From Contributor G:
In some research I found that hydroxyl may be the chemical you are referring to, which is a single Hydrogen and a single Oxygen bound in a covalent bond. Given water is H2O it seems to have derived itself from water. The research I have read suggests it is not stable. I have seen demonstrations of water freezing by the simple introduction of motion. In all other forms of drying how is this "chemical" removed from the wood? Or is it bound in the wood forever?

From Gene Wengert, forum technical advisor:
Actually, the water molecule is still H2O. It is held within the wall by hydrogen bonding. This bonding requires a little extra energy to break, so that is why bound water takes a little more energy for evaporation.

From contributor K:
I have read some old adventure stories from the far North, where they claimed on some really cold days certain trees would suddenly split open so quickly that they rang out like gun-shots. I have to admit I wasn't convinced, but tried to reason that maybe the air temp, along with the sun hitting a fully exposed trunk might heat the surface, along with the boundary level of air to cause enough evaporation over a period to cause that. Is there any evidence supporting that? Would it be like freeze-drying as used in food preservation? Could that be what it at play here?

From Gene Wengert, forum technical advisor:
As I mentioned the liquid water in the tree exists in two forms - bound water and free water. The free water is in the cell openings and not in the cell wall. This free water has natural antifreeze in it, but when the temperature gets way below zero, this free water can begin to freeze and turn into slush. If it gets cold enough that free water can become solid and as it expands and can crack the tree. Frost cracks are indeed well known. I am not certain about the role of sun heating, but it does make some sense. Note that commercial freeze drying of food is dome at cold temperatures and with a vacuum.

If all the free water is evaporated, but the bound water is present, the wood will be at 28% - 30% MC about. Some tropical wood will be as low as 22% MC. From a technical point, when a fiber has lost its free water but none of its bound water, it is said to be at the fiber saturation point. However, a fiber will seldom be at this exact point, as it will be losing both free and bound water, and not only free water as it dries. The same is true for a piece of lumber. Due to moisture gradients in the wood the outside fibers begin to lose moisture first, and they will eventually experience bound water loss even though the core has lots of free water. So a piece of lumber is never at the fiber saturation point. Individual cells may be at the fsp, but not a piece of lumber. So, anyone who talks about drying lumber reaching the fsp when the lumber is at 28% MC is incorrect. Incidentally, when bound water leaves a fiber, or cell, the cell wall shrinks.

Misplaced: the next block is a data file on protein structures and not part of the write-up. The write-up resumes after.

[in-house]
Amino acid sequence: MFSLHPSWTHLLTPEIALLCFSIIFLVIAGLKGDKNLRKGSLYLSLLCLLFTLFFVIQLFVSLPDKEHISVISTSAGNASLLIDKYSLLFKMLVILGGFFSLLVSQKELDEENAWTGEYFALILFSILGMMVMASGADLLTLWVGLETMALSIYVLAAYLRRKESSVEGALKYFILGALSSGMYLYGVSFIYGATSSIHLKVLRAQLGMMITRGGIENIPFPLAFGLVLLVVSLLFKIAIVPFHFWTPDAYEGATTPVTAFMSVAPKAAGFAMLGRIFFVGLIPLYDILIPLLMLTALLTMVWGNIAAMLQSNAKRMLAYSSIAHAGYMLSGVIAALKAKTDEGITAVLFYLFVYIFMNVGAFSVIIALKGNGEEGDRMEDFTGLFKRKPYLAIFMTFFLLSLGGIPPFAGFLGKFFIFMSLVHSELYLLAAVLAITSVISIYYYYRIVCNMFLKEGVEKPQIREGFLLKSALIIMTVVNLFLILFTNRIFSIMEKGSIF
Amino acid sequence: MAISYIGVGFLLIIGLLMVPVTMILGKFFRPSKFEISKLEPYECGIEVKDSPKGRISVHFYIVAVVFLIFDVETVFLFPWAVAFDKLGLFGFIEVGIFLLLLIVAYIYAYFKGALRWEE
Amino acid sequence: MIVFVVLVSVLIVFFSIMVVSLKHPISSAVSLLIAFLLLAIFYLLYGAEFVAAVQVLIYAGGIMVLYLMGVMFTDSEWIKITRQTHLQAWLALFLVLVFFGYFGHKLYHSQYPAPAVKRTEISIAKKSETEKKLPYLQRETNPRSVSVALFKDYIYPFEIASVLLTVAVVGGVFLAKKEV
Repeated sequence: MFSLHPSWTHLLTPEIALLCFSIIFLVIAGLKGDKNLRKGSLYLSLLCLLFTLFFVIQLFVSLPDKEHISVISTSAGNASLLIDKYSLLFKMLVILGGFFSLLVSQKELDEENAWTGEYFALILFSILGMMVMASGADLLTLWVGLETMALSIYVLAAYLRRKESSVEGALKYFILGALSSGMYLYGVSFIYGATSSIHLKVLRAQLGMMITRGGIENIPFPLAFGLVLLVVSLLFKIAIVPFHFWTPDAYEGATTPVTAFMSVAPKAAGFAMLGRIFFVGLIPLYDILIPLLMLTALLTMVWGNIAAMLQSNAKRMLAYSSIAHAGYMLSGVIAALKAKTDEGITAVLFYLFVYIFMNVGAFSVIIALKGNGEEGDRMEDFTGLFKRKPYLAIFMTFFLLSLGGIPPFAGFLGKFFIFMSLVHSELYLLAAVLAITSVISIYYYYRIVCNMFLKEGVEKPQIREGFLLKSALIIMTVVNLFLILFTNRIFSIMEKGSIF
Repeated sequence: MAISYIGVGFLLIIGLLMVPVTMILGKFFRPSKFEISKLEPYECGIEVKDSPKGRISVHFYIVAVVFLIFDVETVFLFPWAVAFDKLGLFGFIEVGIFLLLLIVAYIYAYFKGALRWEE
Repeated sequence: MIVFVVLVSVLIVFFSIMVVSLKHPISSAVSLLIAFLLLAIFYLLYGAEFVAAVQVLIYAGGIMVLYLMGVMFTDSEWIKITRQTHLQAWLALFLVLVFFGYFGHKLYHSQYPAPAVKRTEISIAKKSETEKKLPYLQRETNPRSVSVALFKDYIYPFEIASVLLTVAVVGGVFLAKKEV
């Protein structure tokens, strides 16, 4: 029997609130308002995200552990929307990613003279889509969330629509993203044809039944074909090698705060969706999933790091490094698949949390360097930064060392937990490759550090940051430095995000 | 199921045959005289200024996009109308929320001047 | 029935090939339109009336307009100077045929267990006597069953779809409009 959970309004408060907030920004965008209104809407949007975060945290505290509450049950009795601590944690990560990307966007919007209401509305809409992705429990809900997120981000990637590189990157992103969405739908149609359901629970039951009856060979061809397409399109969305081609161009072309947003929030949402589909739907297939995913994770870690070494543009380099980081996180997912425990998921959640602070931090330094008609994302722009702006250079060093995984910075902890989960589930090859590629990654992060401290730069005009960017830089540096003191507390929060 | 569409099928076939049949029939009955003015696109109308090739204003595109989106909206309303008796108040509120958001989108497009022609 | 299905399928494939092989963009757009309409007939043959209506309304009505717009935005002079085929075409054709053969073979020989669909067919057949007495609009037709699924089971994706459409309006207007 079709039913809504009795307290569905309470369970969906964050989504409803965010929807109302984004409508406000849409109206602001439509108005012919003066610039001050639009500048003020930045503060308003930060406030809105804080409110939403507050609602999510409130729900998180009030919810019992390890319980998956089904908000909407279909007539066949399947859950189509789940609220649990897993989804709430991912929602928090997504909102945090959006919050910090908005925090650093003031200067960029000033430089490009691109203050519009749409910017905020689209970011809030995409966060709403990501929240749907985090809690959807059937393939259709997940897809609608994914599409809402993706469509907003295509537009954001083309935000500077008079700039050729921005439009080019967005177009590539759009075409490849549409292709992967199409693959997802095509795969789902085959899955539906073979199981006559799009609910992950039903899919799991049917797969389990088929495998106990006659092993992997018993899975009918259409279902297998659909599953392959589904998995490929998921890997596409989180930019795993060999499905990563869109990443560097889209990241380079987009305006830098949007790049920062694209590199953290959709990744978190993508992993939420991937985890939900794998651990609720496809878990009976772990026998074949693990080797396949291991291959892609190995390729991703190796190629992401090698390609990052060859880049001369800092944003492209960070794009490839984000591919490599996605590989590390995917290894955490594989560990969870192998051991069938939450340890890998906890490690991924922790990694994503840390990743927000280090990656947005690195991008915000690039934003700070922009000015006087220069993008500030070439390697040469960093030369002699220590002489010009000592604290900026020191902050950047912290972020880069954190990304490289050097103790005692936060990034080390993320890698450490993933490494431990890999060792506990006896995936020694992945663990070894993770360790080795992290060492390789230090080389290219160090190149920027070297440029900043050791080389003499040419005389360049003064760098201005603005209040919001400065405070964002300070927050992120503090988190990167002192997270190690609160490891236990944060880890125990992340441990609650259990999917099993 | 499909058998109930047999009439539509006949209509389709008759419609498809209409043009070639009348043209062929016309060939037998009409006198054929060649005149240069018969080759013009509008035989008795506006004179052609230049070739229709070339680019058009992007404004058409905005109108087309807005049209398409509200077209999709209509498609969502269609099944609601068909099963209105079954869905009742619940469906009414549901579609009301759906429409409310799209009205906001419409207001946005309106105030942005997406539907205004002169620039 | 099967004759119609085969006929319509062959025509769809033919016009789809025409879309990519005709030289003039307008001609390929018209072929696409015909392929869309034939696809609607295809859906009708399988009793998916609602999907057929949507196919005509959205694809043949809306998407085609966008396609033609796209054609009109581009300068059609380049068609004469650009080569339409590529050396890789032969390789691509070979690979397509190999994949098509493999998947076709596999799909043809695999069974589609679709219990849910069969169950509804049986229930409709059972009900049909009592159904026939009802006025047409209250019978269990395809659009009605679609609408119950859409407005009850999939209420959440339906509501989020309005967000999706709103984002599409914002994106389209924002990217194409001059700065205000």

From Contributor G:
This natural antifreeze exists while the tree is alive I assume? As once the tree is cut, the wood seems to freeze at 0 C or 32 F? I have heard many sawyers comment that sawing frozen wood is a dream, and splitting firewood when frozen is much easier. I am just wondering how quickly the antifreeze leaves the wood.

From contributor J:
"As a rough rule of thumb, for every 20 degrees F hotter, the wood will dry twice as fast. So, 50 degrees is 1/4 the rate of 90 degrees."

Does this pattern hold even at temps below freezing? Is the drying rate at 20F roughly half the rate at 40F?

From Gene Wengert, forum technical advisor:
I am not sure about below freezing, but I suspect that if there is ice and snow that must be evaporated, drying would be a bit slower